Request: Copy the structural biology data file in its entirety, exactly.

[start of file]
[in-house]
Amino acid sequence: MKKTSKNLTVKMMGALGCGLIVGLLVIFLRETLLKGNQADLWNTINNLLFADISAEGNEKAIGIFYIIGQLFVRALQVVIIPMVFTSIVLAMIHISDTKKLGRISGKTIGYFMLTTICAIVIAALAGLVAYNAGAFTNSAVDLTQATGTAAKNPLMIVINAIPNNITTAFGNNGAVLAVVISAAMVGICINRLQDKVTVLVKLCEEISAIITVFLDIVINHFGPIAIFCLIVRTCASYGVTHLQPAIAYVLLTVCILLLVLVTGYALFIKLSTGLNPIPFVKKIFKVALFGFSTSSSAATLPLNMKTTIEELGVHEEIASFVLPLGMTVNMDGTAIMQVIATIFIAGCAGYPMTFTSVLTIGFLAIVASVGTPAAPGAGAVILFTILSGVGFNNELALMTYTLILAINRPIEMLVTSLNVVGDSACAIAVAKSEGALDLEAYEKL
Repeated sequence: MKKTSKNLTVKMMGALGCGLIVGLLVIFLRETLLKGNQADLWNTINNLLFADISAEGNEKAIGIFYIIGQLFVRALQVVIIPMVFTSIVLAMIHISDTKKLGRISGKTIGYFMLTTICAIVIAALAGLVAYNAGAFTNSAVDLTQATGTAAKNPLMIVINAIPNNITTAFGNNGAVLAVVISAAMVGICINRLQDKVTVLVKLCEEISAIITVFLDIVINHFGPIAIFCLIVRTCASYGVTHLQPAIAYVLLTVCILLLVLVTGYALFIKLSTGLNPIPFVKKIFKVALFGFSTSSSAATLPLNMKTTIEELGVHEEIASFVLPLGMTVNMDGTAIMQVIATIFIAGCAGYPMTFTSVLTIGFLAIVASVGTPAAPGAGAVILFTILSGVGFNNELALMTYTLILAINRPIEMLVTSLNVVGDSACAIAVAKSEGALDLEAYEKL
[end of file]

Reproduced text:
[in-house]
Amino acid sequence: MKKTSKNLTVKMMGALGCGLIVGLLVIFLRETLLKGNQADLWNTINNLLFADISAEGNEKAIGIFYIIGQLFVRALQVVIIPMVFTSIVLAMIHISDTKKLGRISGKTIGYFMLTTICAIVIAALAGLVAYNAGAFTNSAVDLTQATGTAAKNPLMIVINAIPNNITTAFGNNGAVLAVVISAAMVGICINRLQDKVTVLVKLCEEISAIITVFLDIVINHFGPIAIFCLIVRTCASYGVTHLQPAIAYVLLTVCILLLVLVTGYALFIKLSTGLNPIPFVKKIFKVALFGFSTSSSAATLPLNMKTTIEELGVHEEIASFVLPLGMTVNMDGTAIMQVIATIFIAGCAGYPMTFTSVLTIGFLAIVASVGTPAAPGAGAVILFTILSGVGFNNELALMTYTLILAINRPIEMLVTSLNVVGDSACAIAVAKSEGALDLEAYEKL
Repeated sequence: MKKTSKNLTVKMMGALGCGLIVGLLVIFLRETLLKGNQADLWNTINNLLFADISAEGNEKAIGIFYIIGQLFVRALQVVIIPMVFTSIVLAMIHISDTKKLGRISGKTIGYFMLTTICAIVIAALAGLVAYNAGAFTNSAVDLTQATGTAAKNPLMIVINAIPNNITTAFGNNGAVLAVVISAAMVGICINRLQDKVTVLVKLCEEISAIITVFLDIVINHFGPIAIFCLIVRTCASYGVTHLQPAIAYVLLTVCILLLVLVTGYALFIKLSTGLNPIPFVKKIFKVALFGFSTSSSAATLPLNMKTTIEELGVHEEIASFVLPLGMTVNMDGTAIMQVIATIFIAGCAGYPMTFTSVLTIGFLAIVASVGTPAAPGAGAVILFTILSGVGFNNELALMTYTLILAINRPIEMLVTSLNVVGDSACAIAVAKSEGALDLEAYEKL